St. Augustine had a position on breastfeeding? Evidently so, according to this blog post, that quotes him as saying:
“The comforts of human milk were waiting for me, but my mother and my nurses did not fill their own breasts; rather you [God] gave me an infant’s nourishment through them in accordance with your plan, from the riches deeply hidden in creation. You … inspired in those who nurtured me the will to give me what you were giving them, for their love was patterned on your law, and so they wanted to pass on to me the overflowing gift they received from you. It was a bounty for them, and a bounty for me from them; or rather, not from them but through them, for in truth all good things are from you, O God. Everything I need for health and for salvation flows from my God.”
Branson Parier writes:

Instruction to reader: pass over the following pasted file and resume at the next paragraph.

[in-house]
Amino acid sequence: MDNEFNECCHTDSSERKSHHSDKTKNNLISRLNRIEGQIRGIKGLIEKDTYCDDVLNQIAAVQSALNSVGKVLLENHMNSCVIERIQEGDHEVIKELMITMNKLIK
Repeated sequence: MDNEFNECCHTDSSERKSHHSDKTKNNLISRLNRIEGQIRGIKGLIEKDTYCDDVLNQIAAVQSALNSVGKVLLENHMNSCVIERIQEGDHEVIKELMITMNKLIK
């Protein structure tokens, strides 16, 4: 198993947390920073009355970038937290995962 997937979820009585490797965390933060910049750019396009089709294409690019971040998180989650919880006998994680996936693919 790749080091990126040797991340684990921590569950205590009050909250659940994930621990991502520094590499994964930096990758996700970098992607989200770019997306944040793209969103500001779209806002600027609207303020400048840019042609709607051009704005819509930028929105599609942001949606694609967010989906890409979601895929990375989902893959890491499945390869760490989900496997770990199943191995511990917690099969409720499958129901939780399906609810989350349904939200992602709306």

Through this lens, breastfeeding stands as a powerful sign that God is the ultimate source of all that is good and that everything that exists is a gift. As a result, the natural fecundity and fruitfulness of God’s creation is something that should be seen as a gift, not a commodity. Breastfeeding thus stands as a perpetual theological questioning of a culture that treats the good gifts of creation as nothing more than commodities or “natural resources” to be packaged, bought and sold. Understood in this light, McNish’s willingness to breastfeed in public is a powerful economic and theological statement… Rather than seeing the world as raw “resources” for our consumption, Christians need to re-train ourselves to see all creation as gifts and signs that point to the God of abundance. Rather than seeing bodies sexualized by consumerism, we need to re-train ourselves to see bodies that inherently bear the marks of a God who gives in superabundance. So next time you notice someone breastfeeding in public, don’t stare. Just say a prayer of thanksgiving to the Giver of all good gifts.